I celebrate my silk, and shear my silk: assembly and rheology of reconstituted silk protein
Tabatabai, Alan Pasha
Blair, Daniel L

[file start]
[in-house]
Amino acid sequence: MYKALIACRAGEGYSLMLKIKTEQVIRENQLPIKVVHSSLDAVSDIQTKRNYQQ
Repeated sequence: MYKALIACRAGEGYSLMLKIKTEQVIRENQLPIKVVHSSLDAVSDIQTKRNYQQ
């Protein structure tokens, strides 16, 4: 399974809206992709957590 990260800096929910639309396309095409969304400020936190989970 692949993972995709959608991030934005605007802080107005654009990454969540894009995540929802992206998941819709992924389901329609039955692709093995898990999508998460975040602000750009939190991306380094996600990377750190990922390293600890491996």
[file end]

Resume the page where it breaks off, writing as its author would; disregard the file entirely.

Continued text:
Reconstituting silk cocoons into aqueous protein solutions allows for the mechanical properties of silk to be utilized in non-fibrous forms. However, the exact impact of reconstitution on the protein was previously unknown. I quantify the molecular weight distribution of the protein after reconstitution as a function of extraction time and suggest a possible mechanism for the degradation of the protein. Additionally, the structure and mechanical properties of films made from silk with different molecular weight distributions is explored.Once a reconstituted silk solution is made, it can then be transformed into a gel by running an electric current through the sample. The electric current creates an acidic domain near the positive electrode, leading to the assembly of an electrogel. I discuss the mechanical properties of these electrogels through rheological measurements.The structure of the protein and protein-aggregates is measured by the controlled addition of acid instead of using an electric current. Aggregate sizes are measured with dynamic light scattering, while protein structure is observed through small angle neutron scattering. A possible explanation of the assembly of protein is generated by interpreting both protein structural and ionic concentration changes.Additionally, I move towards the covalent enzymatic gelling of reconstituted silk, where bonds have a particular fluorescent signal and are monitored during gelation. A comparison between bond growth and modulus growth, as measured through bulk rheology, indicates that percolation drives the initial stages of gelation. However, depending on the molecular weight of the protein, either gelation ends after percolation, or another mode of growth continues gelation. This secondary mode of growth is not related to the covalent bonds signifying that the molecular weight of the protein governs whether or not a secondary mechanism contributes to network formation.
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